• Their logo is cool, the website looks legitimate, and it’s easy to navigate.

Tear Down #1: Home Page

Header Area

The Scrubba team has a clever redirect that identifies the IP address of the user and directs them to the appropriate version of the store for their region, which we’ll explore a bit more below.

However, before there’s time to decide if you want to switch stores, a pop-up invades your screen…. I literally got to your site 5 seconds ago. The first thing I want is for your pop-up to go away, not to get a 10% discount on a product I haven’t even seen yet!

shopify case study
Click to enlarge – see below for written details


(Scrubba isn’t alone in this — 
Love That Bag from Part One had the same issue, which they have since fixed 🙂. This is a major turn-off for new visitors, so make sure you delay your pop-ups so that they only shows once the users has been on the site for 2+ minutes or have several page-views racked up.)

Don’t underestimate just how valuable this header area is.

It’s your opportunity to communicate exactly what your brand is about, and to create a place for users to engage with an offer or activity.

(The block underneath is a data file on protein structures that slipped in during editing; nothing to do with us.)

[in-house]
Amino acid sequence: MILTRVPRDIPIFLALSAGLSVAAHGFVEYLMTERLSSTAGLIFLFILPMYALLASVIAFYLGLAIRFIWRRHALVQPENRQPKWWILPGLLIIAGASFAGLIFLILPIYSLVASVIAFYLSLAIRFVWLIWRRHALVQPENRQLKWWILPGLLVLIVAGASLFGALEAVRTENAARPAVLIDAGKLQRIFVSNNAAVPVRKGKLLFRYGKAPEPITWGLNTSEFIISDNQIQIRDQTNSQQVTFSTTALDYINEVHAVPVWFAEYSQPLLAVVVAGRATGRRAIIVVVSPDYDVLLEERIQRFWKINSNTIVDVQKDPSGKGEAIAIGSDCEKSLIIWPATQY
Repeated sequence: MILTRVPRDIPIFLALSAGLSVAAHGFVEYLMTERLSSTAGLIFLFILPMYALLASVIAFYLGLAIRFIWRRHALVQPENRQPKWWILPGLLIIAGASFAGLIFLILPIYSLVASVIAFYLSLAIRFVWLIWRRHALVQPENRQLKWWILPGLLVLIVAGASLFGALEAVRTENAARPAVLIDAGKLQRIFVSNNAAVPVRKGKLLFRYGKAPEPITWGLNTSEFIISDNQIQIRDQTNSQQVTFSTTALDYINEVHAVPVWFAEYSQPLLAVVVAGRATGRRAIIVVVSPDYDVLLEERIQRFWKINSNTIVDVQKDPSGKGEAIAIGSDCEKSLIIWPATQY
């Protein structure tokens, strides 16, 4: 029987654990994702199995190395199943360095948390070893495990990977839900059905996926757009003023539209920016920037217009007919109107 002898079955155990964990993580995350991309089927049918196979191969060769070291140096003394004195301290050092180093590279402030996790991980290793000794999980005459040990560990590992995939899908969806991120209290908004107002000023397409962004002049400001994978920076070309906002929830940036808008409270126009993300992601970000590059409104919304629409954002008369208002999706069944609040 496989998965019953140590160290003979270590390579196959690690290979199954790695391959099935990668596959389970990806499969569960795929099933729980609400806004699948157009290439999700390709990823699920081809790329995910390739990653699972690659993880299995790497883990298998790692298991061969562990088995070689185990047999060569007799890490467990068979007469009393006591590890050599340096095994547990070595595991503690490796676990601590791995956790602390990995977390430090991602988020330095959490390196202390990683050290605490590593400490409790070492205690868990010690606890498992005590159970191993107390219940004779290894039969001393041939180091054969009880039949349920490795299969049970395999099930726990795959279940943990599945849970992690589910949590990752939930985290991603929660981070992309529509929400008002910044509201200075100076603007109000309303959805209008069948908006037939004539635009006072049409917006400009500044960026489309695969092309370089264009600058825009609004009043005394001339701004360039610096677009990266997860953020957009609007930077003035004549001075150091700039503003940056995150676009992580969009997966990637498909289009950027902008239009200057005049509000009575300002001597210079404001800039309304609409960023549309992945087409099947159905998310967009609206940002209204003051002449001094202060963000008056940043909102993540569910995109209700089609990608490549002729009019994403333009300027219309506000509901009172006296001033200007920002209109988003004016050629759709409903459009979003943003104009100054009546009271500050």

In this case, there’s too much white space in the header area. A full third of my screen is taken up by white space, and the other two thirds are not intuitive.

When you get to the page, it looks like that header is just an image but it’s actually an embedded video. The play button is below the fold so people don’t even realise it’s there!

shopify case study
Click to enlarge – see below for written details

The video either needs to autoplay without sound (so that people watching in offices or while playing music are not jarred), or be smaller/higher up the page with a play button in the middle.